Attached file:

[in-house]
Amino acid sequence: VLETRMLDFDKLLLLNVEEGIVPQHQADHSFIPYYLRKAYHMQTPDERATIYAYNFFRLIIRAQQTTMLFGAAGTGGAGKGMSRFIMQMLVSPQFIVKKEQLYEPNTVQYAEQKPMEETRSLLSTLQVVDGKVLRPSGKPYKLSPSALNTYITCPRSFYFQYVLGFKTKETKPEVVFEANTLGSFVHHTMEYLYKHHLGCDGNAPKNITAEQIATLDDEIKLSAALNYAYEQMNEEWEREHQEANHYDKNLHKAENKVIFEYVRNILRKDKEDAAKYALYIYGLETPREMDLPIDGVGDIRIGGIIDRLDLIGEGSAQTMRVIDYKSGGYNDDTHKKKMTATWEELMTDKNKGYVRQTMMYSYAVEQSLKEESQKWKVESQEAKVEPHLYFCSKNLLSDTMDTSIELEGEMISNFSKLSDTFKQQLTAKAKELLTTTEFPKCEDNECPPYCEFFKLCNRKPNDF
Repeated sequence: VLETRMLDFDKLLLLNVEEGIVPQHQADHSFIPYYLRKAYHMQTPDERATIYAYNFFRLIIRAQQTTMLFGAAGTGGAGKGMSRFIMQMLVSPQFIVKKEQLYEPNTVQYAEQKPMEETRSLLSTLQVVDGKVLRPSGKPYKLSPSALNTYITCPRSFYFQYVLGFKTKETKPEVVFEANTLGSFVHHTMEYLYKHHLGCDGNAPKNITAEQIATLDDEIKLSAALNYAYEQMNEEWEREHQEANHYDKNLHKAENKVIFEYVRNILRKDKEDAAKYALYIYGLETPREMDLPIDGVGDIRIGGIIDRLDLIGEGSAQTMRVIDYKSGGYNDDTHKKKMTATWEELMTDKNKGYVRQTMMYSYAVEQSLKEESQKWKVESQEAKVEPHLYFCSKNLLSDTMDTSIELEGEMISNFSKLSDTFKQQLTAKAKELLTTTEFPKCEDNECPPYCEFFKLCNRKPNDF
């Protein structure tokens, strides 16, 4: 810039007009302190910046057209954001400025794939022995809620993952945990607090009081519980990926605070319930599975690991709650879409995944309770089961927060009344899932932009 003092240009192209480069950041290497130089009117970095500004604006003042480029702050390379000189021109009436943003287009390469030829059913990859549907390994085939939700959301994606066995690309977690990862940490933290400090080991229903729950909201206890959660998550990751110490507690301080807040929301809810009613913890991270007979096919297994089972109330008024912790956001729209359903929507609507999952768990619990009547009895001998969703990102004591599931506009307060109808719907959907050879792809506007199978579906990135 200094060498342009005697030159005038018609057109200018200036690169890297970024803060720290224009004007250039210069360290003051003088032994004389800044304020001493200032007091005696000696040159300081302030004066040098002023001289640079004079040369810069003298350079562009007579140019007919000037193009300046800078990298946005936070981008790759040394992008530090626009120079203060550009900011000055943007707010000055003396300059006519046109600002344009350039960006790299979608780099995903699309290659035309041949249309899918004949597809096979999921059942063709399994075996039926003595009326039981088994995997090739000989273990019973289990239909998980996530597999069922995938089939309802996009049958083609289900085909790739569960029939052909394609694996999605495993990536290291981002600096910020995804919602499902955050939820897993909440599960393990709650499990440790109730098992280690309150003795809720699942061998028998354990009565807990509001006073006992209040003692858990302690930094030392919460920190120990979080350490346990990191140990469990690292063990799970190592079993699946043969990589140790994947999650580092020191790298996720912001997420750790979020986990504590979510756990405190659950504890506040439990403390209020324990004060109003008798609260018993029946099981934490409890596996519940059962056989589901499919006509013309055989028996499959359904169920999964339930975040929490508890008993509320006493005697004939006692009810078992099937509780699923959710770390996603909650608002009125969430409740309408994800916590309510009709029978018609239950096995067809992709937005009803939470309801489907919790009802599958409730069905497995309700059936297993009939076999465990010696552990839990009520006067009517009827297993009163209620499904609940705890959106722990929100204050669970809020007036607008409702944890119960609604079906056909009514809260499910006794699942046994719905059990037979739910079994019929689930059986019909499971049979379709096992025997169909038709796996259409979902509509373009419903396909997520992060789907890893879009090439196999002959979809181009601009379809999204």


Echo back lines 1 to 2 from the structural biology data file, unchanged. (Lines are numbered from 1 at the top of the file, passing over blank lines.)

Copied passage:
[in-house]
Amino acid sequence: VLETRMLDFDKLLLLNVEEGIVPQHQADHSFIPYYLRKAYHMQTPDERATIYAYNFFRLIIRAQQTTMLFGAAGTGGAGKGMSRFIMQMLVSPQFIVKKEQLYEPNTVQYAEQKPMEETRSLLSTLQVVDGKVLRPSGKPYKLSPSALNTYITCPRSFYFQYVLGFKTKETKPEVVFEANTLGSFVHHTMEYLYKHHLGCDGNAPKNITAEQIATLDDEIKLSAALNYAYEQMNEEWEREHQEANHYDKNLHKAENKVIFEYVRNILRKDKEDAAKYALYIYGLETPREMDLPIDGVGDIRIGGIIDRLDLIGEGSAQTMRVIDYKSGGYNDDTHKKKMTATWEELMTDKNKGYVRQTMMYSYAVEQSLKEESQKWKVESQEAKVEPHLYFCSKNLLSDTMDTSIELEGEMISNFSKLSDTFKQQLTAKAKELLTTTEFPKCEDNECPPYCEFFKLCNRKPNDF